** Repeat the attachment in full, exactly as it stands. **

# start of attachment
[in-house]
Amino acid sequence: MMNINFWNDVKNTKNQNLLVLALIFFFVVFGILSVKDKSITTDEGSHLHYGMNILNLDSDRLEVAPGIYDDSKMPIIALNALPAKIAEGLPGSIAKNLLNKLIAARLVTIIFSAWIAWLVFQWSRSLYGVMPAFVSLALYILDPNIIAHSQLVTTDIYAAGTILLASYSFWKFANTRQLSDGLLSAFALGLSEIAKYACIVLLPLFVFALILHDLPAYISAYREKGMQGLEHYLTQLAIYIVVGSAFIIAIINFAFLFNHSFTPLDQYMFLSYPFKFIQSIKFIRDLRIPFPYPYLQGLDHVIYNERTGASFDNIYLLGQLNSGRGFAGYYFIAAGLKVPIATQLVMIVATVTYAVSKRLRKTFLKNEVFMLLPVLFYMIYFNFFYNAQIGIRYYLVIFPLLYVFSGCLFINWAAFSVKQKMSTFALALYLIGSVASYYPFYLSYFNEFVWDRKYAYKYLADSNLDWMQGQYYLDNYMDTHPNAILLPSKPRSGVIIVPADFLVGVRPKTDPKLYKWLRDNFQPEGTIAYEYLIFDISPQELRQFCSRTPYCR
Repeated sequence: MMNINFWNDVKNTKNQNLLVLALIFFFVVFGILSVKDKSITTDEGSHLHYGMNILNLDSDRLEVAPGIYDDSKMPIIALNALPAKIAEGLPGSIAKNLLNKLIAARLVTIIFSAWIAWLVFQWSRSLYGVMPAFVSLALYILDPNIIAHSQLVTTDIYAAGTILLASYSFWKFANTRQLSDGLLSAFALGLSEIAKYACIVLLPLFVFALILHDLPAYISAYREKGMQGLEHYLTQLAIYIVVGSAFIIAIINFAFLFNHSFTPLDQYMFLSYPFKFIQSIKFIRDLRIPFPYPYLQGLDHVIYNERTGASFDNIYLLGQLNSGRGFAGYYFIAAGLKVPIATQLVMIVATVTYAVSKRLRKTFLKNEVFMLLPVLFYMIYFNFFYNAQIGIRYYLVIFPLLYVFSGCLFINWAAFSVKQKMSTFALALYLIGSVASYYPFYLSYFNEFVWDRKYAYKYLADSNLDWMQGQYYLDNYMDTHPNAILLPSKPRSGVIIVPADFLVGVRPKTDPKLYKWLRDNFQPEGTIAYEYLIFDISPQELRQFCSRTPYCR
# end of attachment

[in-house]
Amino acid sequence: MMNINFWNDVKNTKNQNLLVLALIFFFVVFGILSVKDKSITTDEGSHLHYGMNILNLDSDRLEVAPGIYDDSKMPIIALNALPAKIAEGLPGSIAKNLLNKLIAARLVTIIFSAWIAWLVFQWSRSLYGVMPAFVSLALYILDPNIIAHSQLVTTDIYAAGTILLASYSFWKFANTRQLSDGLLSAFALGLSEIAKYACIVLLPLFVFALILHDLPAYISAYREKGMQGLEHYLTQLAIYIVVGSAFIIAIINFAFLFNHSFTPLDQYMFLSYPFKFIQSIKFIRDLRIPFPYPYLQGLDHVIYNERTGASFDNIYLLGQLNSGRGFAGYYFIAAGLKVPIATQLVMIVATVTYAVSKRLRKTFLKNEVFMLLPVLFYMIYFNFFYNAQIGIRYYLVIFPLLYVFSGCLFINWAAFSVKQKMSTFALALYLIGSVASYYPFYLSYFNEFVWDRKYAYKYLADSNLDWMQGQYYLDNYMDTHPNAILLPSKPRSGVIIVPADFLVGVRPKTDPKLYKWLRDNFQPEGTIAYEYLIFDISPQELRQFCSRTPYCR
Repeated sequence: MMNINFWNDVKNTKNQNLLVLALIFFFVVFGILSVKDKSITTDEGSHLHYGMNILNLDSDRLEVAPGIYDDSKMPIIALNALPAKIAEGLPGSIAKNLLNKLIAARLVTIIFSAWIAWLVFQWSRSLYGVMPAFVSLALYILDPNIIAHSQLVTTDIYAAGTILLASYSFWKFANTRQLSDGLLSAFALGLSEIAKYACIVLLPLFVFALILHDLPAYISAYREKGMQGLEHYLTQLAIYIVVGSAFIIAIINFAFLFNHSFTPLDQYMFLSYPFKFIQSIKFIRDLRIPFPYPYLQGLDHVIYNERTGASFDNIYLLGQLNSGRGFAGYYFIAAGLKVPIATQLVMIVATVTYAVSKRLRKTFLKNEVFMLLPVLFYMIYFNFFYNAQIGIRYYLVIFPLLYVFSGCLFINWAAFSVKQKMSTFALALYLIGSVASYYPFYLSYFNEFVWDRKYAYKYLADSNLDWMQGQYYLDNYMDTHPNAILLPSKPRSGVIIVPADFLVGVRPKTDPKLYKWLRDNFQPEGTIAYEYLIFDISPQELRQFCSRTPYCR